Wilmington Traditional Latin Mass

The Holy Sacrifice of the Mass in the Extraordinary Form will be offered at St. Mary's Shrine (5th and Ann Sts.) in Wilmington, NC on the FOURTH Sunday of each month at 7 p.m.

Please make all donations payable to:
The Diocese of Raleigh
In the lower left-hand "memo" section, please write "The Extraordinary Form Ministry"


Click here to see "which Sunday" it is (The Proper of Seasons).

Sunday, February 28, 2010

Our First Ever Bulletin!

Traditinal Latin Mass of the Lower Cape Fear
February 28, 2010
Dominica II in Quadragesima
Celebrated at 7 PM, the last Sunday of each month at The Shrine of St. Mary (5th and Anne Sts.), Wilmington, N.C.

Diocesan Delegate of the Forma extraordinaria, Father Paul M. Parkerson.

Sacred Heart Catholic Church
106 South McKay Avenue
PO Box 535
Dunn, North Carolina 28335


We’re looking for a few good men… and women. We’re in need of volunteers in the following areas –

1. Sacristan. To care for the sacred vessels, vestments, lights, sound system, etc.
2. Altar boys. Boys and young men to serve the Holy Sacrifice of the Mass.
3. Ladies Altar Guild. Ensure that altar linens, flowers, etc., are properly placed
on the altar.
4. Choir. Experience with sacred music is a plus, but not a necessity.
5. Ushers. Assist seating and taking up the collection. Ensure the collection is
properly accounted for.

A Brief History of the Traditional Latin Mass
“The Extraordinary Form”, “The Tridentine”,
“The Traditional Latin Mass”…
different names, different Masses?

Despite pronouncements from certain unlearned individuals, the language of the liturgy in the Early Church wasn’t English and Spanish. As Liturgical Latin started to die out as a “living language”, Pope St. Gregory the Great instituted ‘The Gregorian Mass’ in the late 6th century.Thus ensuring that what was said was meant, and what was meant was said.

During the pontificate of Pope St. Pius V, it was evident that the Mass was beginning to have variances from nation to nation, province to province, village to village. A veritable Tower of Babel was rearing its ugly head in the Western Church. It was common for Catholics to not understand the language being spoken in parishes other than their own. Rites less than 200 years old were effectively suppressed and the Council of Trent standardized the Latin Mass (Tridentine) for the Western Church.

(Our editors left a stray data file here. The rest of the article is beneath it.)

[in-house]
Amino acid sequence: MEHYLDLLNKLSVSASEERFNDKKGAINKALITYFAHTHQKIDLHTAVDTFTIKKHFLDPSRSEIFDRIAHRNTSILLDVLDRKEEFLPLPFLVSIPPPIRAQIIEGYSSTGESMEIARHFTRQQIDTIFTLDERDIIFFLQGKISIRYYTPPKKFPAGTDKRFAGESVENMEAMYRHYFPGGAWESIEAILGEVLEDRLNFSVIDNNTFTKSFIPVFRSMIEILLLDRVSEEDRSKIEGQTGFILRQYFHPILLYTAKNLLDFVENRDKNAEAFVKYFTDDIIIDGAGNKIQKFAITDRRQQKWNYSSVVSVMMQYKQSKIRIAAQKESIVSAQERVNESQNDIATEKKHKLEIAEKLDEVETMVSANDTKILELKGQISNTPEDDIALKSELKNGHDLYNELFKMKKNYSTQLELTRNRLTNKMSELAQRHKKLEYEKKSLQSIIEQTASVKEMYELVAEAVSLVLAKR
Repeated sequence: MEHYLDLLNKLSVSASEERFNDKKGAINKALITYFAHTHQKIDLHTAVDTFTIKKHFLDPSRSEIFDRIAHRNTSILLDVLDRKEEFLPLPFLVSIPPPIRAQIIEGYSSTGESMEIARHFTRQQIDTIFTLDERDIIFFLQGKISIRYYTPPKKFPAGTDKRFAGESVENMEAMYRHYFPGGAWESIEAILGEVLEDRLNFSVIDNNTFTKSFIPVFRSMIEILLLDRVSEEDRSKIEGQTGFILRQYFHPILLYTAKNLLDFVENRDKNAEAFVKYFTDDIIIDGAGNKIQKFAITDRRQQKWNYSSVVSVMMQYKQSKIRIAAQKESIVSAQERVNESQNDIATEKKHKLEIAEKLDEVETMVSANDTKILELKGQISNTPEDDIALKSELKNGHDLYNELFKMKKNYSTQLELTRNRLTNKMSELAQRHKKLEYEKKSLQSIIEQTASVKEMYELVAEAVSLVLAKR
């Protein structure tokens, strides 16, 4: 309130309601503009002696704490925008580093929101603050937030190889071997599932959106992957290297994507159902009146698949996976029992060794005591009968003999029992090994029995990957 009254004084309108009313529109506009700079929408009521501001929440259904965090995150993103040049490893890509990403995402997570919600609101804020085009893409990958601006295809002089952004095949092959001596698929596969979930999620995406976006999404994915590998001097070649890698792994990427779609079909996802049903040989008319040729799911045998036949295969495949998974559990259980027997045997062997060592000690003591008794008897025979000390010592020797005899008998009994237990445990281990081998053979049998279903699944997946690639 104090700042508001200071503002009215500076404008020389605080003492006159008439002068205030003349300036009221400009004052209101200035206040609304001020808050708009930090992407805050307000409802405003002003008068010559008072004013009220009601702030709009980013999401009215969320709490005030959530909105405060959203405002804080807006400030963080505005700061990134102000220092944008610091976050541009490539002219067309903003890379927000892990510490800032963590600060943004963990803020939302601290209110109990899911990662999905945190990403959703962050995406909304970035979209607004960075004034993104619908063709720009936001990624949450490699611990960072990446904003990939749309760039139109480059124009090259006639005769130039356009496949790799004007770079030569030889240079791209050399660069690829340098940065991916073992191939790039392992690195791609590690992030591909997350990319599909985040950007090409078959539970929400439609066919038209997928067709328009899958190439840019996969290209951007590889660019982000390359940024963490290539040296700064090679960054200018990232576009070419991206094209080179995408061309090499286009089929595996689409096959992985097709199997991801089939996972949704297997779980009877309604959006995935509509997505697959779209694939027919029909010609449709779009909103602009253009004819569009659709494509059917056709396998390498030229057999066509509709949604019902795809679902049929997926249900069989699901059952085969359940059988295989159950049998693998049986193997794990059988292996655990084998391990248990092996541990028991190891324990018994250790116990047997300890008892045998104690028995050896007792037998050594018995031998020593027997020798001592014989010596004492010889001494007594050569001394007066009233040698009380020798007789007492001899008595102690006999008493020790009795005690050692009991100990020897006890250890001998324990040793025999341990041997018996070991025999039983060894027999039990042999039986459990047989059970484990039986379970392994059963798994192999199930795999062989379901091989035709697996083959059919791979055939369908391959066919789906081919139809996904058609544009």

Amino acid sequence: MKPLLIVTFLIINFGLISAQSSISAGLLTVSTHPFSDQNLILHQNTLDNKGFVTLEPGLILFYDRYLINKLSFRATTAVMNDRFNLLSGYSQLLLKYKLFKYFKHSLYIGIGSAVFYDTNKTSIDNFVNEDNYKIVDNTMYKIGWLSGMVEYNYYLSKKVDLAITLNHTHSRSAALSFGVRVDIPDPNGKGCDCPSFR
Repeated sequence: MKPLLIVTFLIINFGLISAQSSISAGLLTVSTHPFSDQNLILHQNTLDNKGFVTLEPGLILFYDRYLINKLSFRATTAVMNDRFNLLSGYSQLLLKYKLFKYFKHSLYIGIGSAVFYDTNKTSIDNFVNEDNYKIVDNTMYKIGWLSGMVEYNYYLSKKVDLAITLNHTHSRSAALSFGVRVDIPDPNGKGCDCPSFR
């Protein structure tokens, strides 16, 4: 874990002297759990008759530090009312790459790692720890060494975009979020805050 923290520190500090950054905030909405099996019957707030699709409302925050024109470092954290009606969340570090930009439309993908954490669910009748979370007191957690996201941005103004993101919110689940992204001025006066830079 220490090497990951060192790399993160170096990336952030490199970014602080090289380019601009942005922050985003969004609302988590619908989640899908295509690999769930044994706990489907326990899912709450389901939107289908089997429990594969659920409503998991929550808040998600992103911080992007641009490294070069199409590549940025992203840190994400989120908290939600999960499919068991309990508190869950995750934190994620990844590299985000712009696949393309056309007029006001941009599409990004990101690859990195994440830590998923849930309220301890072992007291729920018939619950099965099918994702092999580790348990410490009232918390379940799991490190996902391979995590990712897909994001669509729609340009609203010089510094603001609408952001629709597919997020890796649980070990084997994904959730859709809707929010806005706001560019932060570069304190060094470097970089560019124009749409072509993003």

The overwhelming majority of Latin Rite Catholics may not have been Latin scholars, but for centuries, Catholics understood enough Latin to understand exactly what was happening during the Mass. In some ways, our current situation resembles that at the time of the Council of Trent.

Local dioceses—even local parishes—have added Eucharistic Prayers and modified the text of the Mass, practices forbidden by the Church. The celebration of the Mass in the local language and the increased migration of populations has meant that even a single parish may have several Masses on a Sunday that are celebrated in different languages. Some critics argue that these changes have undercut the universality of the Mass, which was evident in the strict adherence to rubrics and the use of Latin in the Tridentine Latin Mass.

"Do's" and "Don'ts" of Church Conduct

For the glory and honor of God and for the benefit of yourself and of all parishioners, please make note of the following Church Conduct Do’s and Don’ts:

· Recognize and appreciate that Mass is the re-presentation of Calvary. Mass is not a party. Socializing should be conducted outside the church building.

· Remember the maxim: "Silence is Golden in the House of the Lord". Note that this includes the time before and after Mass as well as all other times outside of Mass (most especially during Eucharistic Adoration and Confession).

· Attend each Mass as if it was your first - and last.

· Arrive early and prepare properly for the Holy Sacrifice of the Mass.

· Focus on the priest (who is in the place of Christ) during Mass, not on your neighbor. No time is more advantageous to you for gaining graces. Acquire and use an appropriate missal during Mass.

· Wear appropriate clothing to church. Clothing should be modest and should not be tight-fighting or clingy. Bathing suits, shorts, halter tops, and t-shirts are unsuitable attire, as are sleeveless dresses, low cut tops, skirts above the knees, tops exposing the stomach or back, clothes with advertising or logos, see-thru clothing, suggestive clothing, etc.

· Women of all ages are to wear a head covering as directed by St. Paul in the Holy Bible (see 1 Cor. 11:4-16).

· Turn off phones, pagers, alarms, etc. before entering the church.

· Genuflect towards the Tabernacle and make a sign of the Cross before entering the pew and when passing the Tabernacle. Remember that the Holy Eucharist contains the Body, Blood, Soul and Divinity of the Lord Jesus Christ. Nothing on earth is more holy. If you do not treat It reverently, what on earth is sacred?

· Adopt an attitude of piety, humility, and reverence while in church.

· Receive Holy Communion in a kneeling position.

What Do the Popes Say About Applauding During Mass?

“It is not fitting to applaud the servant in the house of his Master.” - Pope St. Pius X

“Wherever applause breaks out in the liturgy because of some human achievement, it is a sure sign that the essence of liturgy has totally disappeared and been replaced by a kind of religious entertainment. – Pope Benedict XVI


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